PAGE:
The overall purpose of the proposed studies is to elucidate the role of the membrane mucin Muc4 in promoting breast tumor initiation and progression. Muc4 harbors potent anti-adhesive and growth signaling activities when expressed in cultured cells, which in principle could play roles in both the initial transformation of health epithelia to early hyperplastic phenotypes and in later transitions to highly invasive and metastatic states. Consistent with this, it has been reported that Muc4 is overexpressed and mislocalized in up to 20% of local breast tumors compared to patient-matched normal tissue samples, and up to 40% of lymph node metastases relative to matched primary tumor. This project will integrate these observations by providing an analysis of Muc4 contribution to the development of progressively more aggressive states in vitro and in vivo. The driving hypothesis is that the aberrant expression of Muc4 protein in breast tumors facilitates their progression to malignancy.
Aim 1 will analyze the outcome of inducible Muc4 overexpression in a series of isogenic cultured breast epithelial cell lines derived from MCF10A cells that model normal, hyperplastic, and malignant breast tissue, as well as in breast tumor cell lines that model ErbB2-positive, ER-positive and triple-negative disease. Analysis of cellular growth properties and signaling pathway usage will be carried out when cells are grown in 2D and 3D culture. Comparison of full-length Muc4 with a tumor-associated splice variant lacking its VNTR domain will reveal the role of Muc4 anti-adhesive activity in regulating cellular growth properties. In Ai 2, Muc4 will be inducibly expressed in the mammary glands of transgenic mice, and these will be crossed into mouse models of breast cancer. Induction of Muc4 expression at two different points in tumor development will permit the in vivo assessment of Muc4 contribution to tumor progression at different stages of disease. The impact of Muc4 knockout on mouse mammary tumor development and progression will also be analyzed. Together the studies of Aims 1 and 2 will determine whether the Muc4 overexpression observed in patient tumors contributes to breast cancer progression.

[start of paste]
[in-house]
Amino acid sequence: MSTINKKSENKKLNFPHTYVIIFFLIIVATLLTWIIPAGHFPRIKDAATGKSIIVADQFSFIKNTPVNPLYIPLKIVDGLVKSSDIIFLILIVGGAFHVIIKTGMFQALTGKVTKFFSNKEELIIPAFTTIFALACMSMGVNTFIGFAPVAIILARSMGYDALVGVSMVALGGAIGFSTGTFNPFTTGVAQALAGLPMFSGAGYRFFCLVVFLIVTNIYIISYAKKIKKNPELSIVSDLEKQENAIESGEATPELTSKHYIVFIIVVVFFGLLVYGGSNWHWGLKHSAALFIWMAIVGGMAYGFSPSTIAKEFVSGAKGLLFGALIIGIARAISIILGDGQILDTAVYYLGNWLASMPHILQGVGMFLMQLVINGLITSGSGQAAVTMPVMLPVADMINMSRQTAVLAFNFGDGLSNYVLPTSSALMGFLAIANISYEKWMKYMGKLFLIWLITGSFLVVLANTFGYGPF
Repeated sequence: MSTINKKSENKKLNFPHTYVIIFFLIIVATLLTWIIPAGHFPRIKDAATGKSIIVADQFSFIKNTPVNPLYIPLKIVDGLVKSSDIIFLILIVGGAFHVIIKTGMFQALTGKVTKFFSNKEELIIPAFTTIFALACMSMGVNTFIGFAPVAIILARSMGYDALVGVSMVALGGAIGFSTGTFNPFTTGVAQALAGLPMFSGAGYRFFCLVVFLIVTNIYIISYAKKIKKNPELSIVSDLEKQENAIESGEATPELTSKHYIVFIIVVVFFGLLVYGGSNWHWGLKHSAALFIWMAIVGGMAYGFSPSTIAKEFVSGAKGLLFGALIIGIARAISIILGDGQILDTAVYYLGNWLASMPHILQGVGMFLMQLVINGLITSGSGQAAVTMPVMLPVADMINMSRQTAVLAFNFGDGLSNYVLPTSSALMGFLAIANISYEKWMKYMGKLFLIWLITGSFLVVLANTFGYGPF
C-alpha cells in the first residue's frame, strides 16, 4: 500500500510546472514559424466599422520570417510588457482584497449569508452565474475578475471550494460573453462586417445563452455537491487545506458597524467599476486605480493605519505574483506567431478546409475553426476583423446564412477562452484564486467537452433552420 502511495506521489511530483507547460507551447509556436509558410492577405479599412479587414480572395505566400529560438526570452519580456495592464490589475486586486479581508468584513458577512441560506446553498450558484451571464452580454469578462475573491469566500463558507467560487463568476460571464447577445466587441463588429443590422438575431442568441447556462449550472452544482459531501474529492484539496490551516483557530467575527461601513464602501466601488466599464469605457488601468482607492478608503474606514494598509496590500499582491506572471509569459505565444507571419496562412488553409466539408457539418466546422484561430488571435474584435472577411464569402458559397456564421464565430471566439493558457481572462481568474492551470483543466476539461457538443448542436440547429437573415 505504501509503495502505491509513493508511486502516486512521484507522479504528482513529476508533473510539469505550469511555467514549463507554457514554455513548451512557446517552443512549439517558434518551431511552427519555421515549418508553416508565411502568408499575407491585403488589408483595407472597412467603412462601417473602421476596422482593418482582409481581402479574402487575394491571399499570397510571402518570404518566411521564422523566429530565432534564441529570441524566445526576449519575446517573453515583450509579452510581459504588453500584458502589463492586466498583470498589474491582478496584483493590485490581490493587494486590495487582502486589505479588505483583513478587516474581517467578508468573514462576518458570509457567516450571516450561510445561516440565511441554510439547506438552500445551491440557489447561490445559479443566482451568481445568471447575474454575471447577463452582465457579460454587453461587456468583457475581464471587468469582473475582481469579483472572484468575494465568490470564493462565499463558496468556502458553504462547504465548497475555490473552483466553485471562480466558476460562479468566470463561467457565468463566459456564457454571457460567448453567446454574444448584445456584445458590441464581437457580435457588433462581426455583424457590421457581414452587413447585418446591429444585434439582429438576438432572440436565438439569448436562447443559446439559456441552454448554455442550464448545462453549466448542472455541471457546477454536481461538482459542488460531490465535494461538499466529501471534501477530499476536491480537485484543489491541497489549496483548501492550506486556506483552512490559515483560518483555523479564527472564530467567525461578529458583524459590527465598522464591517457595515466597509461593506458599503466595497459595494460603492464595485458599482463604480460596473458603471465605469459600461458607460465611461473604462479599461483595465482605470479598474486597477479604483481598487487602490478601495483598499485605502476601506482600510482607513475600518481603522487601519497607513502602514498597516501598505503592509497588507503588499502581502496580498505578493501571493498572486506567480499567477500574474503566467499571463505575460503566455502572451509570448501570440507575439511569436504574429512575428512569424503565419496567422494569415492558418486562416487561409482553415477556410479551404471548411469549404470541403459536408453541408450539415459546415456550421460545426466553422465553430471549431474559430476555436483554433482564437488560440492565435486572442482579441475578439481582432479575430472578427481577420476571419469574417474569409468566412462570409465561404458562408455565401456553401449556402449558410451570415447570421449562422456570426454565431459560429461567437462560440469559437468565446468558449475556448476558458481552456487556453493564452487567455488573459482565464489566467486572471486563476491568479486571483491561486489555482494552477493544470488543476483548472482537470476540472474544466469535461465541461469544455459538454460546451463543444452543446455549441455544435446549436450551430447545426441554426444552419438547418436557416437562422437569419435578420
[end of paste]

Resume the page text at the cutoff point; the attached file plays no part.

Aim 3 will examine the mechanisms of Muc4 dysregulation in patient samples, and will begin to assess the role of a novel endoplasmic reticulum-localized, TGF?-regulated protein degradation pathway in governing cellular Muc4 levels. Overall, these studies will validate Muc4 as a novel contributor to breast cancer progression, and will begin to unravel biochemical pathways that might ultimately be exploited for therapeutic intervention.
The proposed studies are aimed at understanding the molecular and cellular mechanisms underlying the contribution of a specific protein to breast tumor initiation and progression. The successful completion of the work could shed new light on the biochemical and cellular mechanisms engaged by tumor cells to facilitate their transformation and transition to a malignant state. Ultimately, the studies could identify novel targets for therapeutic intervention.
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